So, please reduce direct social contacts with others and in case they do take place, keep your distance, ensure a high frequency of washing your hands etc. All of these actions should reduce the rate of infection and thereby slow down the spread of the virus. However, more and more people are now asking themselves, how these changes in behaviour actually effect the spread of the virus, as well as the prescribed lock-downs. The following systems model attempts to provide answers to these questions, which Prof. Dr. Hu, of the Universität der Bundeswehr has developed in cooperation with the HORUS ADVISORY GROUP. The model shows the cumulative number of infected people in Germany, since the 01.01.2020 (brown curve), in addition to those people, who are infected, but have not been diagnosed yet in Germany (blue curve). The deciding parameter for the evolution of the pandemic is the rate of infection. The key determining factor for the infection rate is the so called frequency of contact.

Frequency of contact is defined as the number of (norm-) contacts of one person per day, which will lead to an infection with a probability of 1%, in case one of the people is infected with the virus. An example of this could be meeting somebody at a distance of less than 1m. Closer contacts, for example shaking hands increase this probability from 1% to 2% or even more. According to Prof. Dr. med. Christian Drosten, the probability of infection of a doctor lies at 5% during a 15 minute consultation. This is the equivalent of 5 (norm-) contacts for every patient consultation.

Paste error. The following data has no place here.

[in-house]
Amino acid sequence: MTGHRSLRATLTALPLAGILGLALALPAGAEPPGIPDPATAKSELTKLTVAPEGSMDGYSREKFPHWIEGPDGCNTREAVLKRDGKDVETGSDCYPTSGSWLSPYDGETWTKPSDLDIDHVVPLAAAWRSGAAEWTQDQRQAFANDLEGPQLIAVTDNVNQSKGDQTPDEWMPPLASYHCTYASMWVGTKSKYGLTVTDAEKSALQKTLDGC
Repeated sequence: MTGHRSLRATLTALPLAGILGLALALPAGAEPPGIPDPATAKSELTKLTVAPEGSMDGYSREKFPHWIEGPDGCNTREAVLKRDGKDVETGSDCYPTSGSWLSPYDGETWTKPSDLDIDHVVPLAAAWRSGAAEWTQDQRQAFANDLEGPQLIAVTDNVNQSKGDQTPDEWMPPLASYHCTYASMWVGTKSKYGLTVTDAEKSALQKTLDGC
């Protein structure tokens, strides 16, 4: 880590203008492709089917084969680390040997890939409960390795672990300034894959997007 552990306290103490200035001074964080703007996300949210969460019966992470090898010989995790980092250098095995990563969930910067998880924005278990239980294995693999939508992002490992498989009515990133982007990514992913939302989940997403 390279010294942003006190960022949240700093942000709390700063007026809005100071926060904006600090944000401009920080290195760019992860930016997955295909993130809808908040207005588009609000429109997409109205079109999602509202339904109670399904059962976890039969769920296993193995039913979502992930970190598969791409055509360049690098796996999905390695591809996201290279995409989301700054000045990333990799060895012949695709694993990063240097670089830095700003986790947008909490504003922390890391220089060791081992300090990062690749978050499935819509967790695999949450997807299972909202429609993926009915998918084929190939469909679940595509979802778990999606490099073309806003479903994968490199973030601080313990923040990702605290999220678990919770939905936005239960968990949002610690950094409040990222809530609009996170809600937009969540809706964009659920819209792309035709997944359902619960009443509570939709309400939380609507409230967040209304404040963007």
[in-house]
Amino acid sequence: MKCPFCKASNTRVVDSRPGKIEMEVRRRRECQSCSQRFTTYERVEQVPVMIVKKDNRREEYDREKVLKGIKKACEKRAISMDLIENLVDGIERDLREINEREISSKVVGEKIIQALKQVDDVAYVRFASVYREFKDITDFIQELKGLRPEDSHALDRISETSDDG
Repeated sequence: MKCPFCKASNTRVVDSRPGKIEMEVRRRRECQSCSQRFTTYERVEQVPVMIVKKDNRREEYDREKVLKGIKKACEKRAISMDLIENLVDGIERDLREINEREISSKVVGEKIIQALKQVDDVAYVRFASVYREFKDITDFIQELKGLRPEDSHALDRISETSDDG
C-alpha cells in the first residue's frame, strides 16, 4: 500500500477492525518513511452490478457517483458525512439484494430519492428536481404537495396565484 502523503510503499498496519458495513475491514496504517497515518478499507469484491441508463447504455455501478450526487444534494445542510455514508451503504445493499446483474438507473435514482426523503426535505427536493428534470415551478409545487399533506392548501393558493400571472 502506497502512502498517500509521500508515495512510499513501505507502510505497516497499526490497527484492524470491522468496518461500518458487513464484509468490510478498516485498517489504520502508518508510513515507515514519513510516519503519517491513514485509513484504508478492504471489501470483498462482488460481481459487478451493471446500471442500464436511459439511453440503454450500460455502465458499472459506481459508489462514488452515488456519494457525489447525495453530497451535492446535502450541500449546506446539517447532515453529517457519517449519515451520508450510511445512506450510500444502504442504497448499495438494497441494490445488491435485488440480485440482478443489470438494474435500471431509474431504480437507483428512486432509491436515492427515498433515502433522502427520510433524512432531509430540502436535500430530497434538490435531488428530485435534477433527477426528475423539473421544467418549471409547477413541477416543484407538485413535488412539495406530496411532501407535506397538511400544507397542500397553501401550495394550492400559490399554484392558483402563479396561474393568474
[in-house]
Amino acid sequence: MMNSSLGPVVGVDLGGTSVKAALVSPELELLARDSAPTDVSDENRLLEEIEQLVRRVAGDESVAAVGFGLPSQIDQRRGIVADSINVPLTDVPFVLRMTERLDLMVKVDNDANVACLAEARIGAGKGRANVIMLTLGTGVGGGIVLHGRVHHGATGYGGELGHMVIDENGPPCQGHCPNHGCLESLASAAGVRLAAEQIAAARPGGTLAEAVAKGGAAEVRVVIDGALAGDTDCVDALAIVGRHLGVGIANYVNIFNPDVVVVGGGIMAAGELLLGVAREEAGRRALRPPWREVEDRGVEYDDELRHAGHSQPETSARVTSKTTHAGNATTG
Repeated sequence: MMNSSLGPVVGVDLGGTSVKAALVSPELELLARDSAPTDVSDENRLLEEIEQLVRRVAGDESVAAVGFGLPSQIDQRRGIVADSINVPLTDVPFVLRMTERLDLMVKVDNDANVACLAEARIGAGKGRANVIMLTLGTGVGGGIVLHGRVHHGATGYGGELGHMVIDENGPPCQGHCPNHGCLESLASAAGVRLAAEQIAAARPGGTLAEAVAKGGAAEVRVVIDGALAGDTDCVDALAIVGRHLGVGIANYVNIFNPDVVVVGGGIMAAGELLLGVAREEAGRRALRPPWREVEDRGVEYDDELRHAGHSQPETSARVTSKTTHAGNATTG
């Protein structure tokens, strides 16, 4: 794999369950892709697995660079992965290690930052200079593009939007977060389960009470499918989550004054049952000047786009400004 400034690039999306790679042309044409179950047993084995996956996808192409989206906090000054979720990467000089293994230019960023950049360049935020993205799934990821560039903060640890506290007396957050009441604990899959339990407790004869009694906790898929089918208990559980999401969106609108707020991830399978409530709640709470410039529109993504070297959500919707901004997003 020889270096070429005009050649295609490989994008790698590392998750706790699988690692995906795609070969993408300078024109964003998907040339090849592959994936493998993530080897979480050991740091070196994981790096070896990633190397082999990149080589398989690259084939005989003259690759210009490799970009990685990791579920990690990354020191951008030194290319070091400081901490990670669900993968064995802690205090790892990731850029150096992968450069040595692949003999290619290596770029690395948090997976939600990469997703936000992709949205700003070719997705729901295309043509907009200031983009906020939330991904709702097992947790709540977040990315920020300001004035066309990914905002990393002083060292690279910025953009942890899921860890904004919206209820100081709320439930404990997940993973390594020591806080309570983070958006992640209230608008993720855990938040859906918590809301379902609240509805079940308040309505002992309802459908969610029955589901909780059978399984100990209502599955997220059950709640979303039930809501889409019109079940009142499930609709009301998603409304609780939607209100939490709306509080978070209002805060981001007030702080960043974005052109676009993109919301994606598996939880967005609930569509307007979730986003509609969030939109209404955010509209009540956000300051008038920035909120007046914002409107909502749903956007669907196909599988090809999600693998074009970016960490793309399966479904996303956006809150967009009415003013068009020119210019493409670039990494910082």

Based upon the report bout infections in Germany, we can derive, that the reate of infection until the 16th of March 2020 was at a rate of 18%. In other words, on average, every German had 18 contacts per day with a probability of infection of 1%. During the carnival season, this rate of infection even increased to 26 per day, due to the closer proximity of the people and the higher frequency of contact. Without a change in behaviour, the pandemic would spread exponentially beyond the 31st of May of 2020.